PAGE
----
“Abdel Kader,” the executor announced, “you are the one.”
Haidara received the news in astonished silence. Although he was the most studious of the twelve siblings, read and wrote Arabic fluently, and had long shown a fascination for the manuscripts, he could not have imagined that his father would entrust their care to somebody so young. The executor enumerated his responsibilities.
“You have no right to give the manuscripts away, and no right to sell them,” he said. “You have the duty to preserve and protect them.” Haidara was unsure what his new role would portend, and
was concerned whether he was up to the job. He knew only that the burden was great.
In 1984, Haidara’s mother died after a five-month illness, a loss that deeply affected him. She had been a warm, loving counterpart to Mamma Haidara, who could be a stern disciplinarian. At six years old, Abdel Kader had earned a reputation for fighting with other neighborhood boys, and his father, to rein him in, had dispatched him to study at a Koranic school deep in the Sahara, an austere encampment 150 miles north of Timbuktu. Haidara would describe with affection years later how his mother had labored over the cooking fire in the family courtyard, preparing perfumed rice, couscous, and other treats, then had packed the food into a basket to help ease the journey and provide sustenance throughout the month-long Koranic course. When his mother’s food had run out, young Haidara had stopped eating, and the sheikh in charge had shipped him back in exasperation to his parents in Timbuktu.
Immediately after the funeral of Haidara’s mother, the director of the Ahmed Baba Institute came to the Haidara home to pay his respects.
“I need you to come and see me,” he told Haidara, cryptically. A month later Haidara hadn’t shown up. Still coping with his grief, he had totally forgotten about the request. The director dispatched his driver to Haidara’s home. “Please come with me,” the driver said.
The director, Mahmoud Zouber, greeted Haidara at the Ahmed Baba Institute, a quadrangle of limestone buildings with Moorish archways enclosing a sand courtyard planted with date palms and desert acacias. Then in his thirties, Zouber was already regarded as one of the most accomplished scholars in northern Africa. He had started his career as a teacher at a French-Arabic high school in Timbuktu, studied on a Malian government fellowship at Al Azhar University in Cairo, the world’s most prestigious center of Islamic scholarship, and earned his PhD in West African history
at the Sorbonne in Paris. Zouber had written his doctoral thesis on the life of Ahmed Baba, a famous intellectual of Timbuktu’s Golden Age, who had been captured by the Moroccan invaders in 1591 and taken as a slave to Marrakesh. Chosen director of the Ahmed Baba Institute in 1973, while still in his twenties, Zouber had raised hundreds of thousands of dollars from Kuwait and Iraq to construct the institute’s headquarters. Then he had built up the archive from nothing—starting with the fifteen manuscripts borrowed from Mamma Haidara’s collection.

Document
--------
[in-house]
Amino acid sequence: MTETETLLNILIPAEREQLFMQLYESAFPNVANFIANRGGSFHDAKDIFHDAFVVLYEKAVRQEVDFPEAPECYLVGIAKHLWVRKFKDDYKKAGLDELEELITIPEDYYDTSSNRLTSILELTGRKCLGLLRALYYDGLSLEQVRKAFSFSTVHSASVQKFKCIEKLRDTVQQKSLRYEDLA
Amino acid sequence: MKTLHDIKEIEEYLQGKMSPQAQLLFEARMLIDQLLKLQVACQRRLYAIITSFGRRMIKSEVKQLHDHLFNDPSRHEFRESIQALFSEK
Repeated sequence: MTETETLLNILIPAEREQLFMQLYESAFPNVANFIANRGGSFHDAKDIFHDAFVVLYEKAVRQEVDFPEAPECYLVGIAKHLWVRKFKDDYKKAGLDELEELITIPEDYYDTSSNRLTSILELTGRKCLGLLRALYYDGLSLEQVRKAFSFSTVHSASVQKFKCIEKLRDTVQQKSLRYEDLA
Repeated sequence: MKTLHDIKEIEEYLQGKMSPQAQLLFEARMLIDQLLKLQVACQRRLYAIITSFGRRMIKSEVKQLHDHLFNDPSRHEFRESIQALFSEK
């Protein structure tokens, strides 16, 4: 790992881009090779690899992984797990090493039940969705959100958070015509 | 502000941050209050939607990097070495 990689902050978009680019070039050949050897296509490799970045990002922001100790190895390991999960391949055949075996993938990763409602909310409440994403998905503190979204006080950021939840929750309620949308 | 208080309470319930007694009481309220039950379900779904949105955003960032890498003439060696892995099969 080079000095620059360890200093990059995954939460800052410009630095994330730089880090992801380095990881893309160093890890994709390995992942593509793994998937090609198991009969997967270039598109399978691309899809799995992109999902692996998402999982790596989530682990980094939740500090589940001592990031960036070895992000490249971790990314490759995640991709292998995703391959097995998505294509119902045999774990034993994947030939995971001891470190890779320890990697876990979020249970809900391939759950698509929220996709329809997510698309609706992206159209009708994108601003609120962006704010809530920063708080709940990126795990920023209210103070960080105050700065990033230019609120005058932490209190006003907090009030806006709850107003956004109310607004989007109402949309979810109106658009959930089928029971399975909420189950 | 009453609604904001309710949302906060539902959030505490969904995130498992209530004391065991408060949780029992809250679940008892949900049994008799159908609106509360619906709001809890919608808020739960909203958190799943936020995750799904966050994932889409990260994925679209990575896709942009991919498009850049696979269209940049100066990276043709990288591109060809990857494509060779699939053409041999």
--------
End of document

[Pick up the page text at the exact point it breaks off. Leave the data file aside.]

A small, courtly man from Mali’s Peul tribe, traditionally farmers and herders who lived along the bend in the Niger River between Timbuktu and Gao, he took Haidara gently by the arm and escorted him through the courtyard and into his office. “Look,” said Zouber. “We worked a lot with your father. He did a great job collecting and educating the population about the manuscripts. And I hope that you will come to work with us as well.”
“Thanks, but I really don’t want to,” Haidara replied. He was contemplating a career in business, perhaps following his father into livestock and grain trading. He wanted to make money, he would explain years later. What he did not want to do, he was quite sure, was spend his days toiling in or for a library.
The director chased Haidara down a second time a few months later. Again he dispatched his driver to Haidara’s home, and summoned him back to the institute.
“You have to come,” he said. “I’m going to train you to do this. You’ve got a great responsibility.”
Haidara again mumbled his gratitude for the offer, but politely declined.
“You are the custodian of a great intellectual tradition,” Zouber persisted.
The institute was facing difficulties, the director confided. For the past ten years, a team of eight prospectors had embarked on one hundred separate missions in search of manuscripts. In a decade of
driving through the bush in a convoy of four-wheel-drive vehicles, they had accumulated just 2,500 works—an average of less than one a day. After decades of thievery by the French colonial army, the owners had become fiercely protective of their manuscripts and deeply distrustful of government institutions. The appearance of Ahmed Baba prospectors raised alarms that they had come to steal their precious family heirlooms.
“Every time they drive into the villages, people are terrified. They hide everything,” Zouber told Haidara, looking him in the eye. “I think that if you come and work for us you’re going to help us bring out the manuscripts. It’s going to be a challenge, but you can do it.”